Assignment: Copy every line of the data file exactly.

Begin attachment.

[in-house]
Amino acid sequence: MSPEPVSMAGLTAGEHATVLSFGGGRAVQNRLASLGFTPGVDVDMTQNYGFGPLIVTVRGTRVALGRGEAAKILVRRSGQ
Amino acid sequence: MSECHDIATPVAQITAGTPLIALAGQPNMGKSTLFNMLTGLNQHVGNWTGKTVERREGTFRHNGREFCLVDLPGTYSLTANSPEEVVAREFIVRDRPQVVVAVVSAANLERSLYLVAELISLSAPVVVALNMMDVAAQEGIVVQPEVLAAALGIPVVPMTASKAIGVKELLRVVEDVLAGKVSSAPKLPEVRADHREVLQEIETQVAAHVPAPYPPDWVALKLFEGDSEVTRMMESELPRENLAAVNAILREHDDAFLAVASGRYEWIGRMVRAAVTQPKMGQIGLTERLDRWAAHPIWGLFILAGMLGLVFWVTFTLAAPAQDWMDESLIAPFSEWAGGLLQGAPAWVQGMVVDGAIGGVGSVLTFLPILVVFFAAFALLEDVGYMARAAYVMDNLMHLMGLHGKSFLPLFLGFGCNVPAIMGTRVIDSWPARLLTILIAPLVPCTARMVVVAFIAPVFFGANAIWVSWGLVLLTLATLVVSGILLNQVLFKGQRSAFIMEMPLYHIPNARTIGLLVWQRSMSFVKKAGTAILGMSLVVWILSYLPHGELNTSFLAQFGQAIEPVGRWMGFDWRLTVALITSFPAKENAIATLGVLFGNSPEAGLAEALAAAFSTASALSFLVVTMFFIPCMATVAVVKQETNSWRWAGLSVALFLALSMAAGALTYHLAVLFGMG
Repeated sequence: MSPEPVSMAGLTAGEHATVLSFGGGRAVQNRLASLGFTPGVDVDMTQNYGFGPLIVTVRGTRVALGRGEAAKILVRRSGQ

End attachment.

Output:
[in-house]
Amino acid sequence: MSPEPVSMAGLTAGEHATVLSFGGGRAVQNRLASLGFTPGVDVDMTQNYGFGPLIVTVRGTRVALGRGEAAKILVRRSGQ
Amino acid sequence: MSECHDIATPVAQITAGTPLIALAGQPNMGKSTLFNMLTGLNQHVGNWTGKTVERREGTFRHNGREFCLVDLPGTYSLTANSPEEVVAREFIVRDRPQVVVAVVSAANLERSLYLVAELISLSAPVVVALNMMDVAAQEGIVVQPEVLAAALGIPVVPMTASKAIGVKELLRVVEDVLAGKVSSAPKLPEVRADHREVLQEIETQVAAHVPAPYPPDWVALKLFEGDSEVTRMMESELPRENLAAVNAILREHDDAFLAVASGRYEWIGRMVRAAVTQPKMGQIGLTERLDRWAAHPIWGLFILAGMLGLVFWVTFTLAAPAQDWMDESLIAPFSEWAGGLLQGAPAWVQGMVVDGAIGGVGSVLTFLPILVVFFAAFALLEDVGYMARAAYVMDNLMHLMGLHGKSFLPLFLGFGCNVPAIMGTRVIDSWPARLLTILIAPLVPCTARMVVVAFIAPVFFGANAIWVSWGLVLLTLATLVVSGILLNQVLFKGQRSAFIMEMPLYHIPNARTIGLLVWQRSMSFVKKAGTAILGMSLVVWILSYLPHGELNTSFLAQFGQAIEPVGRWMGFDWRLTVALITSFPAKENAIATLGVLFGNSPEAGLAEALAAAFSTASALSFLVVTMFFIPCMATVAVVKQETNSWRWAGLSVALFLALSMAAGALTYHLAVLFGMG
Repeated sequence: MSPEPVSMAGLTAGEHATVLSFGGGRAVQNRLASLGFTPGVDVDMTQNYGFGPLIVTVRGTRVALGRGEAAKILVRRSGQ